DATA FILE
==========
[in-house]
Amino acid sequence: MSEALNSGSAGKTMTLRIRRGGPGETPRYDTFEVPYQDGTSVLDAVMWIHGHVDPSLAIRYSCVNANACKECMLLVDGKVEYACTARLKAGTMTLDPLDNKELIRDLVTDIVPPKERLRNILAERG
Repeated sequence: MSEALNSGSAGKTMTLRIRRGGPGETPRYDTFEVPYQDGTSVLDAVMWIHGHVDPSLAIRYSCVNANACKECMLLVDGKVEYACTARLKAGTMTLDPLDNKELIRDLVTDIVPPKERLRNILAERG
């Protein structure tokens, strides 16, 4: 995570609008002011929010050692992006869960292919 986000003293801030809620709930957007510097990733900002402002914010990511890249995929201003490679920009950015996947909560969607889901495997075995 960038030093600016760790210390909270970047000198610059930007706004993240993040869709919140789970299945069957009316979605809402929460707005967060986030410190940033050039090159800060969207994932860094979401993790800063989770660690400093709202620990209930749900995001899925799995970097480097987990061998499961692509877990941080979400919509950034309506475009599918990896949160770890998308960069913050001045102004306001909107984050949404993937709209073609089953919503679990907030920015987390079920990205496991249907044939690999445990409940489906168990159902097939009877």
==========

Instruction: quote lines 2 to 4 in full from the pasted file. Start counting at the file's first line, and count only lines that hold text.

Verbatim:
Amino acid sequence: MSEALNSGSAGKTMTLRIRRGGPGETPRYDTFEVPYQDGTSVLDAVMWIHGHVDPSLAIRYSCVNANACKECMLLVDGKVEYACTARLKAGTMTLDPLDNKELIRDLVTDIVPPKERLRNILAERG
Repeated sequence: MSEALNSGSAGKTMTLRIRRGGPGETPRYDTFEVPYQDGTSVLDAVMWIHGHVDPSLAIRYSCVNANACKECMLLVDGKVEYACTARLKAGTMTLDPLDNKELIRDLVTDIVPPKERLRNILAERG
């Protein structure tokens, strides 16, 4: 995570609008002011929010050692992006869960292919 986000003293801030809620709930957007510097990733900002402002914010990511890249995929201003490679920009950015996947909560969607889901495997075995 960038030093600016760790210390909270970047000198610059930007706004993240993040869709919140789970299945069957009316979605809402929460707005967060986030410190940033050039090159800060969207994932860094979401993790800063989770660690400093709202620990209930749900995001899925799995970097480097987990061998499961692509877990941080979400919509950034309506475009599918990896949160770890998308960069913050001045102004306001909107984050949404993937709209073609089953919503679990907030920015987390079920990205496991249907044939690999445990409940489906168990159902097939009877």